• Whether you believe it or not, the size of your plates have a lot to do with portion control. Most of us are prone to fill our bowl or plate, regardless of size. 

Did you know? In the 1960s, plates were roughly 9 inches in diameter. Not only have portion sizes grown so have plate sizes. Today, it’s not unusual for plates to be 12 inches in diameter or larger. Even drinking glasses have grown in size, which is only beneficial if you are drinking water. 

To help eat healthier portion sizes it’s recommended to select 9” plates for adults and 7” plates for children. 

Some studies have even found that people are less likely to overeat when there is a high contrast between their food and the plates, glasses and even tablecloths they are eating from. 

3 Drink less sugar

Our favorite drinks are often so tasty because of added sweeteners. However, too much added sugar has been linked to health problems like weight gain, obesity, type 2 diabetes, increased inflammation and heart disease. Sugar hides behind 56 different names

Did you know? Most of the added sugar in the average American diet comes from the drinks we consume - soft drinks, soda, energy drinks, high street flavored coffee, bottled smoothies, yogurt drinks and many fruit juices.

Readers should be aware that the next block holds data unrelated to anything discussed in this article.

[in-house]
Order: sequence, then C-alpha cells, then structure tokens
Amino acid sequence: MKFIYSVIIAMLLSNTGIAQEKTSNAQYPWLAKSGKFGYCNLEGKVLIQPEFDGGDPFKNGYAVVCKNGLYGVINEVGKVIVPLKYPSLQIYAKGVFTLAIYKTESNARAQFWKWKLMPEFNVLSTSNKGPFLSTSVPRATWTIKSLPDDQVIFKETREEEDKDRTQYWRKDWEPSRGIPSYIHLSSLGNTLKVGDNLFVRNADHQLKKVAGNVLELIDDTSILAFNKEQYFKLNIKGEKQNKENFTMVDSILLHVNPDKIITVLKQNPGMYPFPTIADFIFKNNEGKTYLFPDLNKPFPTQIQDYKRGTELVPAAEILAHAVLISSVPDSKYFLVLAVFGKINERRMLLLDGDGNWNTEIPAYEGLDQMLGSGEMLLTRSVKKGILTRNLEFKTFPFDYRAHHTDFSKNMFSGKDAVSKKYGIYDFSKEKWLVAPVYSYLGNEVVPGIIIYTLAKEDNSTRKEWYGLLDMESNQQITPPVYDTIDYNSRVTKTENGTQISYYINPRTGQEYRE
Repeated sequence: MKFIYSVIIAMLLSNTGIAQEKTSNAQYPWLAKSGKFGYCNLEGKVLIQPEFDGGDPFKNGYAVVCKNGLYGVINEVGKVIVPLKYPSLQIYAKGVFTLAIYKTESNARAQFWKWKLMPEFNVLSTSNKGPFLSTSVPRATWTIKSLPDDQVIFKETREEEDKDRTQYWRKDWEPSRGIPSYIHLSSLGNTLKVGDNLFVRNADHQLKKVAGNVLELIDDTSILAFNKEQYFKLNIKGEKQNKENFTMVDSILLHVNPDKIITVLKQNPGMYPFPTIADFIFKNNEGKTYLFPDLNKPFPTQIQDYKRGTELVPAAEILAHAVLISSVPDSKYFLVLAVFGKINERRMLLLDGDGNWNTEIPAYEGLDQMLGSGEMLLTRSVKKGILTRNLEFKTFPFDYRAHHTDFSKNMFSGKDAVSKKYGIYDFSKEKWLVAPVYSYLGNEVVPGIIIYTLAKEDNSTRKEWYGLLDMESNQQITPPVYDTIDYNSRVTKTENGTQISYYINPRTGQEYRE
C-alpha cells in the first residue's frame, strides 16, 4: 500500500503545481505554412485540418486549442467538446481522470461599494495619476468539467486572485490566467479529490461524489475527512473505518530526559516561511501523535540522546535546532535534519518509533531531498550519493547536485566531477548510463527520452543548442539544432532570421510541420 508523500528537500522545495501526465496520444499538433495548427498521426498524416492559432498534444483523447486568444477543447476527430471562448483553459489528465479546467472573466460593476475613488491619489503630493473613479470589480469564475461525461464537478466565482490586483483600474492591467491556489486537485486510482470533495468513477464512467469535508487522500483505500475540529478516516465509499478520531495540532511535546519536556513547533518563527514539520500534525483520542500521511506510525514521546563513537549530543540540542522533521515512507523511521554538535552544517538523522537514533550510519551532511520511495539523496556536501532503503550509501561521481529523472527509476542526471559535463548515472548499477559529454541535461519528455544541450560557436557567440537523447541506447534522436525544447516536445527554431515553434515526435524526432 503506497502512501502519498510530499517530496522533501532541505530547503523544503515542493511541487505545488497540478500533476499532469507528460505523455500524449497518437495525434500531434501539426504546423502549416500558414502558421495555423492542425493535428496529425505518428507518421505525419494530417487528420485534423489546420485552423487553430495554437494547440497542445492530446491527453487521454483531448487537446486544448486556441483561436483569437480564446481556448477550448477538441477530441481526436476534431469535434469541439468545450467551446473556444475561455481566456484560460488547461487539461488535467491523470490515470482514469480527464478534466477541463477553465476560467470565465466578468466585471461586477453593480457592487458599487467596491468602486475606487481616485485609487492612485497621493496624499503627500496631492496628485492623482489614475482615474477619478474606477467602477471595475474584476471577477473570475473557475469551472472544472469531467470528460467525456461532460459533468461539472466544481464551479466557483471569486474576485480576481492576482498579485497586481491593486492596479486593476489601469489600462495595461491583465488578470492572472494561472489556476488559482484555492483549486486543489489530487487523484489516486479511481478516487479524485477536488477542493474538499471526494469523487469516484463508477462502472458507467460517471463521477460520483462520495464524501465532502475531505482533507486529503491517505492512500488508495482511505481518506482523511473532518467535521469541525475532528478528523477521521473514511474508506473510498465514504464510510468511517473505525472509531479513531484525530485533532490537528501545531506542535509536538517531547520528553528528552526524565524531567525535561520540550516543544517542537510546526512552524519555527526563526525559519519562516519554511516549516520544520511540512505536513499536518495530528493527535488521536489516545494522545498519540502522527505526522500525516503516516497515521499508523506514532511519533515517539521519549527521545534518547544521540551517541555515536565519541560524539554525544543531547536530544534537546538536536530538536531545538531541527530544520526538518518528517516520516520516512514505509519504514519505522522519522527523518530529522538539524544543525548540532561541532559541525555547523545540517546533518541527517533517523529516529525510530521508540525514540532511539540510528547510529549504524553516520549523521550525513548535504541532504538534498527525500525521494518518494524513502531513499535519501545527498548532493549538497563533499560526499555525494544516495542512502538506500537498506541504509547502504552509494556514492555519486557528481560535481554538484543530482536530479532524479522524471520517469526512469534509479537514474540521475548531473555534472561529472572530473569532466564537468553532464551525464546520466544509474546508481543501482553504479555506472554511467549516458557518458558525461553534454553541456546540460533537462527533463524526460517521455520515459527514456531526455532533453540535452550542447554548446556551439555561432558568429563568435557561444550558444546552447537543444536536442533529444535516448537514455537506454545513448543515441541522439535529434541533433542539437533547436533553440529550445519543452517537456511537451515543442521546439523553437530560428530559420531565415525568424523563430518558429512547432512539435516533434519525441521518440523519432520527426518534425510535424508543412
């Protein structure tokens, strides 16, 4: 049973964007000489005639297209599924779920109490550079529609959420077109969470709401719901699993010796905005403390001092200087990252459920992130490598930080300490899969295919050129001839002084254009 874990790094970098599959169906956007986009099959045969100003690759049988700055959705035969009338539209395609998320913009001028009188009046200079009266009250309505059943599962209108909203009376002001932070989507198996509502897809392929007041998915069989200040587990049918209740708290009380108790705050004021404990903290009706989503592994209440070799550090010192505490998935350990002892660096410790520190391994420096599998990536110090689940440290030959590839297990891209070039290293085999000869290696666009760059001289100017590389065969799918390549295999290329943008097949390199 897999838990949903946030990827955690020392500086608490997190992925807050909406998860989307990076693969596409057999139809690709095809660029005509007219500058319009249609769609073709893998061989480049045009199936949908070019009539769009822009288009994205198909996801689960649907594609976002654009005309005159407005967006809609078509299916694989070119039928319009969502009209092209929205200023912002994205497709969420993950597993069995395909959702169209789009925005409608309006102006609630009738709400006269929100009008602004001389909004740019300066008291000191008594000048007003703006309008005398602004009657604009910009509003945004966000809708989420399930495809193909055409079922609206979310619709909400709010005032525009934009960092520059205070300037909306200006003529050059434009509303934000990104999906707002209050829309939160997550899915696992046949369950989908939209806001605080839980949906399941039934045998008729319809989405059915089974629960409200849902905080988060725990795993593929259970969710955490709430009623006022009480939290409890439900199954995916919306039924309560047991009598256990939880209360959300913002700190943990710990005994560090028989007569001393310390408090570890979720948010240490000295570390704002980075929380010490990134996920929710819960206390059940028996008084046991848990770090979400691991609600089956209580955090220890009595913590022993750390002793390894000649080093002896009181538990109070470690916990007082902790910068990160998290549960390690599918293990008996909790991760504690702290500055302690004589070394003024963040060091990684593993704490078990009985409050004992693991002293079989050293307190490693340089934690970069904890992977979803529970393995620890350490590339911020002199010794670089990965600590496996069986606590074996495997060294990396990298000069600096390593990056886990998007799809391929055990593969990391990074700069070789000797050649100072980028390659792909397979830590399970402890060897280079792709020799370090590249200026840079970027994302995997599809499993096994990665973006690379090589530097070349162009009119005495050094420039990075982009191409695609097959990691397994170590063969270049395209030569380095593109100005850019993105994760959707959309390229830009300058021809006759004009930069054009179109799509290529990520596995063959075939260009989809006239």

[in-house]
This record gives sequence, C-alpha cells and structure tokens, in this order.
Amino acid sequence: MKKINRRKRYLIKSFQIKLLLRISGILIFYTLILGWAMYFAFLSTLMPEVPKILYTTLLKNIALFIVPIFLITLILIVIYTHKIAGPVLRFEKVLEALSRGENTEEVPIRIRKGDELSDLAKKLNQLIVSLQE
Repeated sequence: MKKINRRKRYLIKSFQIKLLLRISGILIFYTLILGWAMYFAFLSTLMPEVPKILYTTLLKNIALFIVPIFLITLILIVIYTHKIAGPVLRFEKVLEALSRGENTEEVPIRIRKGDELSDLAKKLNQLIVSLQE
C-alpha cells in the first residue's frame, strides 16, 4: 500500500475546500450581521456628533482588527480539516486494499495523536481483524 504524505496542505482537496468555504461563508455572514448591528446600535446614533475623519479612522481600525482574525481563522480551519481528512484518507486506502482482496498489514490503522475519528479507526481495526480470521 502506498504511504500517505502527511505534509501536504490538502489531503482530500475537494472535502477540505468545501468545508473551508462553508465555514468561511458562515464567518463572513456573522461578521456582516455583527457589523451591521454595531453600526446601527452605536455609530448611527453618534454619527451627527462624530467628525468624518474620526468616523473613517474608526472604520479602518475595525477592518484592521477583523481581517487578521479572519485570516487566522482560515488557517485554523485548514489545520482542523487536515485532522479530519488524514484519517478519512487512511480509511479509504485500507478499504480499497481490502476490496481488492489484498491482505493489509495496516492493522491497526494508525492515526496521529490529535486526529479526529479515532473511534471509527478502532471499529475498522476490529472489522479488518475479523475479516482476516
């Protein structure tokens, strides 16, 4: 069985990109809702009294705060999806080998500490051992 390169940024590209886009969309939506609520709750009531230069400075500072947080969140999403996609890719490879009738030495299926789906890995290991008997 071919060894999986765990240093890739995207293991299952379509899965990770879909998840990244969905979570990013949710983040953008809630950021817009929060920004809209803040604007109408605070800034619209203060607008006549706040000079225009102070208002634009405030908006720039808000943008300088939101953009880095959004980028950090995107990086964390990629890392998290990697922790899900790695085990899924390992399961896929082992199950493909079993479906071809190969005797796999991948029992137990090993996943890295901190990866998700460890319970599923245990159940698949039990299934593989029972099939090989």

One 12oz can of soda contains about 11 teaspoons (46.2 grams) of sugar. Many large flavored coffees can contain upwards of 45 grams of sugar. 

Going cold turkey on sugary drinks may sound like a great idea however slowly cutting back usually helps create a long lasting habit. Start with swapping one sugary drink for a healthier option. Once you’ve established the habit, swap a second sugary drink and then another - your health will thank you. 

So what are some better drink choices?

Here are some of our favorites:

Water infused with fruit

    • Add slices of your favorite fruit, veggies or herbs to a jug of water and stick in the fridge for a few hours for a refreshing flavored drink. Try oranges, lemons, limes, watermelon, strawberries, cucumber or mint. You can also chop any of these, add to an ice cube tray, add water, freeze and then add to still or sparkling water for flavor and color. 

Sparkling water

    • Really craving the fizz of soda? Try sparkling water. If you need flavor add slices of fresh fruits or a few drops or splashes of 100% no added sugar juice to your glass. You can also purchase flavored sparkling water. Just be mindful of the ingredients and select one with the least amount of additives and sweeteners. 

Unsweetened teas

    • Hot or cold green or black tea is another great alternative. We love making a pitcher of iced tea in the morning for a refreshing afternoon drink. While unsweetened tea may taste unusual at first, many come to love it. Click here for our Noni tea recipe

Coconut water

    • Unsweetened coconut water is not only refreshing but a natural source of vitamins and minerals. While coconut water is roughly 94% water it does contain natural sugar. It can still be a better option with regards to sugar than many sports drinks, soda and fruit juices. Learn more about coconuts here